Poor L. She is working so hard. Recovery is relentless. Exhausting. Incessant. And seemingly futile. If she was training to run, after four or five months she would see real progress in her fitness, her strength and her enjoyment of running. But five months into formal treatment, eight months after diagnosis, she feels as if nothing has changed. Sure, she is no longer skeletal. But her anorexic voice is still strong, so to her this just means she is bigger. Fatter. More of her to hate. We watched a video of her playing table tennis today. I asked her when it was taken and it was only last week – but she looked so thin. As a result, she doesn’t have any sense of achievement of the work she has done and the progress made. She feels low, hopeless and defeated. But she doesn’t say any of this. She tells us she’s fine, but her bent shoulders, her weariness gives it away.
I wish I could get her to talk to me. I try to get her to talk, but I wonder if that just makes it worse. I do stupid things to make her laugh, which she does, possibly at my idiocy. Most of the time I just hold her. We are on a journey of indeterminate length. We have no idea if we are just at the beginning or halfway. From the outside I can see how much she is learning and the strength she will draw from this. She has shared this journey with others, she has an understanding beyond her years of the dark times caused by mental illness. I hope she sees how much she means to others, of different ages, with different experiences. But these are all mitigation of the unhappiness, not a solution.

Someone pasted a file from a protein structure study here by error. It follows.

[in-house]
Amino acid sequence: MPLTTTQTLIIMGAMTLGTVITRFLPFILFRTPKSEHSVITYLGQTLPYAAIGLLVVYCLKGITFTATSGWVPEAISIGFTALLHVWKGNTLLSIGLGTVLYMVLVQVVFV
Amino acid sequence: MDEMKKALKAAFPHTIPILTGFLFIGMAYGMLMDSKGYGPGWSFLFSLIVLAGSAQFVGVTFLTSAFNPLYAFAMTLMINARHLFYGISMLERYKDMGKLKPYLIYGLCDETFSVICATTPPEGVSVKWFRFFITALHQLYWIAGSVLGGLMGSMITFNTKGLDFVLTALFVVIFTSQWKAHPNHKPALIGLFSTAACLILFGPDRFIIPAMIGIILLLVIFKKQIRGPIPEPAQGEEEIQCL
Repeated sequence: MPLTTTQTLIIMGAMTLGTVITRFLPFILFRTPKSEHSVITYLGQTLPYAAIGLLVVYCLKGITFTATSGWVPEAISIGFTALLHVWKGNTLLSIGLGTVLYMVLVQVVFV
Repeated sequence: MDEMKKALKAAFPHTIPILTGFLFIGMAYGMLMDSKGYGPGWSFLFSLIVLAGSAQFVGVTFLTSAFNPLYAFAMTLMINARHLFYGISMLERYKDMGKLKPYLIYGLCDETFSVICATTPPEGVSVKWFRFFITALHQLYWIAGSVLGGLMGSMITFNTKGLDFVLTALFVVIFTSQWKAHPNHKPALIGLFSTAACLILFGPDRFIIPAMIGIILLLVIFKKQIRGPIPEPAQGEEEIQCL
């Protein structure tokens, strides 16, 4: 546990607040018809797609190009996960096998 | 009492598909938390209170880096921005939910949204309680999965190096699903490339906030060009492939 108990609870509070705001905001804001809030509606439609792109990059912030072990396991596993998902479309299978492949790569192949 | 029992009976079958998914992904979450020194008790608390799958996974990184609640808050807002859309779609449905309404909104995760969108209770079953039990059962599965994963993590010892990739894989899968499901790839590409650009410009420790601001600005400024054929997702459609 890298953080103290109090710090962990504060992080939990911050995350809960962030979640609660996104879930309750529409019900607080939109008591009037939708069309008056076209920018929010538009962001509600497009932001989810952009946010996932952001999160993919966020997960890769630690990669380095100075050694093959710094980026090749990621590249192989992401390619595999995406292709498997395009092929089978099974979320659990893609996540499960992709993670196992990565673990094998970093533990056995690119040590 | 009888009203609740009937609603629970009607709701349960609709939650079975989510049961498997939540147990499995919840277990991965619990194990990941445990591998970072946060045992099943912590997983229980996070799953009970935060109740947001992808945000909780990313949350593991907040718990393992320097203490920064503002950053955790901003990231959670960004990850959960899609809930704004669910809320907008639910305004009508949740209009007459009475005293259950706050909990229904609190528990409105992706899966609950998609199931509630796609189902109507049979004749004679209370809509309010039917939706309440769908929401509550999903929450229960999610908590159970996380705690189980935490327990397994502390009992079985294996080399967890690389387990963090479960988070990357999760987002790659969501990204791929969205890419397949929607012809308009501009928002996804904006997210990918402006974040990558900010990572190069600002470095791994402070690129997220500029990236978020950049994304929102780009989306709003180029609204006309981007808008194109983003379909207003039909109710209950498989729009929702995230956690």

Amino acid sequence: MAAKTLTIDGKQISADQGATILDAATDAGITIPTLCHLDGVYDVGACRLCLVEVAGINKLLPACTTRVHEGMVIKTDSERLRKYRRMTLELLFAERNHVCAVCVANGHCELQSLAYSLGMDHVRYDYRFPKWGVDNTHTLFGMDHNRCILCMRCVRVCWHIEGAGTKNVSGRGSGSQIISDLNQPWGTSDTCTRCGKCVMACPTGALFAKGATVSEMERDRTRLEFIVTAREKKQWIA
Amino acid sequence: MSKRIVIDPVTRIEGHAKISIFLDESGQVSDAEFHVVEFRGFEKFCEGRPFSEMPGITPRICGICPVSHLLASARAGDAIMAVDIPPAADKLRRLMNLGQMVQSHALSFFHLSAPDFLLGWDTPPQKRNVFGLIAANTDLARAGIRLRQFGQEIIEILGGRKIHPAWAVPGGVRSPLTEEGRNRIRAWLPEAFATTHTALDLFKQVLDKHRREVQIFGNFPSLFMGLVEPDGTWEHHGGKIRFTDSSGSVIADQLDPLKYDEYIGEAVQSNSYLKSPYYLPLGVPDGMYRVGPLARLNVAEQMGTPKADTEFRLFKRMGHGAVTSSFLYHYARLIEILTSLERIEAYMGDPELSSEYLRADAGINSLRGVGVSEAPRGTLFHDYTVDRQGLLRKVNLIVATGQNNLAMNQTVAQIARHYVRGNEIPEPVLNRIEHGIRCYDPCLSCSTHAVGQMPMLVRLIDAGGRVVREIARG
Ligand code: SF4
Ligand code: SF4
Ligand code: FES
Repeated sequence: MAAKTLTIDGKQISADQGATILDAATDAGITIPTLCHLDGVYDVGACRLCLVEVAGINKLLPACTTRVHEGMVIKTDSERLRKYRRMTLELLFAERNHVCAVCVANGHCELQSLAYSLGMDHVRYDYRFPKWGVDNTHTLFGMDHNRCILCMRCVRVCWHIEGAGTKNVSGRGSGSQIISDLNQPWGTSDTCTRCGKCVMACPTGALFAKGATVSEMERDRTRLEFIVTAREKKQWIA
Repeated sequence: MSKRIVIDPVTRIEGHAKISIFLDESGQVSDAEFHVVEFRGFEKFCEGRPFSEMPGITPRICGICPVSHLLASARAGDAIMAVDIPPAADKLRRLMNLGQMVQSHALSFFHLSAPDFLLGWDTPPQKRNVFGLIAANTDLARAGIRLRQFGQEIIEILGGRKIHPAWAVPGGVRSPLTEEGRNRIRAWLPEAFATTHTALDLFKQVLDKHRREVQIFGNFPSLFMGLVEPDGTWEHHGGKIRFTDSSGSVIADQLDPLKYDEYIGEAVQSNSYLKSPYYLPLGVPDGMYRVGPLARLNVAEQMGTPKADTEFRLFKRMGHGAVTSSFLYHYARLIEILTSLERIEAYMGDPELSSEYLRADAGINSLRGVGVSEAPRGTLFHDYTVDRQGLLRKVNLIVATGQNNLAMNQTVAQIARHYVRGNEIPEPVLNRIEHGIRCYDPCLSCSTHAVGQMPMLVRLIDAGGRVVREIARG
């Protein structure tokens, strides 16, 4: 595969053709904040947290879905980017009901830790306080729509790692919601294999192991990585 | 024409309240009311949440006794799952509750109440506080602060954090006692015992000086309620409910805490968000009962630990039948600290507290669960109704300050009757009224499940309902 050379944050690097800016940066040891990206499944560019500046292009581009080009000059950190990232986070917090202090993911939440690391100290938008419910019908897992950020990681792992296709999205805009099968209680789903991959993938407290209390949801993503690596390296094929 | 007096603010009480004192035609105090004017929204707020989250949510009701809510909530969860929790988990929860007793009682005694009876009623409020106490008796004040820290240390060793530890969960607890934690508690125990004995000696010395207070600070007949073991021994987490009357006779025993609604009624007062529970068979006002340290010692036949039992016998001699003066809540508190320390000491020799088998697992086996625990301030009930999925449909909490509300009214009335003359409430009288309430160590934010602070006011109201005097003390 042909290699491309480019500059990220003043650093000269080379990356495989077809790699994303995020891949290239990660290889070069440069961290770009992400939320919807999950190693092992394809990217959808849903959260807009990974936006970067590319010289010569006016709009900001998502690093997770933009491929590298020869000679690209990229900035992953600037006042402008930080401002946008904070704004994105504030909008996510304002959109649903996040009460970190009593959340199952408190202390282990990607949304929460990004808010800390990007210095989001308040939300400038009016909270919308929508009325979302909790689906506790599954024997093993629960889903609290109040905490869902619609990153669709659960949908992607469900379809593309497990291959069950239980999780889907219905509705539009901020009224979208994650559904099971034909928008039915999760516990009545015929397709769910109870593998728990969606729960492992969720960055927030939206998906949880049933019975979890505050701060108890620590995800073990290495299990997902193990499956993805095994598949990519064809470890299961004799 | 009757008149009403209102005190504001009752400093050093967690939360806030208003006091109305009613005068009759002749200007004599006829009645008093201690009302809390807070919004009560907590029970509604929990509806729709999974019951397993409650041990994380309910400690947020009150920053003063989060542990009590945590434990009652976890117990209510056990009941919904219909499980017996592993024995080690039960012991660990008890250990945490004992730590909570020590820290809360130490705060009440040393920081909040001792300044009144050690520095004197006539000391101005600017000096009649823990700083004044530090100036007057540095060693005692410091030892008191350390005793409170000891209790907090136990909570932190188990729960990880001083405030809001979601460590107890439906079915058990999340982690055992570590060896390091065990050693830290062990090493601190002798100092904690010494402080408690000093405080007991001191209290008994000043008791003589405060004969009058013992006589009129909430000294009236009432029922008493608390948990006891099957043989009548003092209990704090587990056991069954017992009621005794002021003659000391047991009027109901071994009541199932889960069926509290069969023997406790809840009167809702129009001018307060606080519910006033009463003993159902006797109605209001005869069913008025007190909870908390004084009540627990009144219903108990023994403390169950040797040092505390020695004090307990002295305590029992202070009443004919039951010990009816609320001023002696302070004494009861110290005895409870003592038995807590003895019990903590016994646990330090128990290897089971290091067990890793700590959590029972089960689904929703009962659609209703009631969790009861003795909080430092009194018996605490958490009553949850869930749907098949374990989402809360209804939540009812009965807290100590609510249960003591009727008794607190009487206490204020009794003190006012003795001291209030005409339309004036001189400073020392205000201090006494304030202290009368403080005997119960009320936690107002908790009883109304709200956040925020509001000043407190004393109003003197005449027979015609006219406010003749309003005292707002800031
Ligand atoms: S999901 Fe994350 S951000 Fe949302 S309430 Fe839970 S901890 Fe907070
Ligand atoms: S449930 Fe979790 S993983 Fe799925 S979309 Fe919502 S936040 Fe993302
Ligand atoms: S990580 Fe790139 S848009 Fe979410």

Because all I really want her to be is happy. That simple word we use, and don’t really understand what it means until it is unattainable. I know that one day she will be, but it feels impossible to show her the steps she is taking are a direct route to a better place. Because I think she feels as if it is a treadmill, round and round, day in day out, into a misty distance with no sign of the end. I wish I could run on ahead and yell back to her that she is nearly there, that the sun is about to come out. But I can’t because I don’t know how far away the end is. The most I can do is hold her hand and trudge alongside her. My lovely L.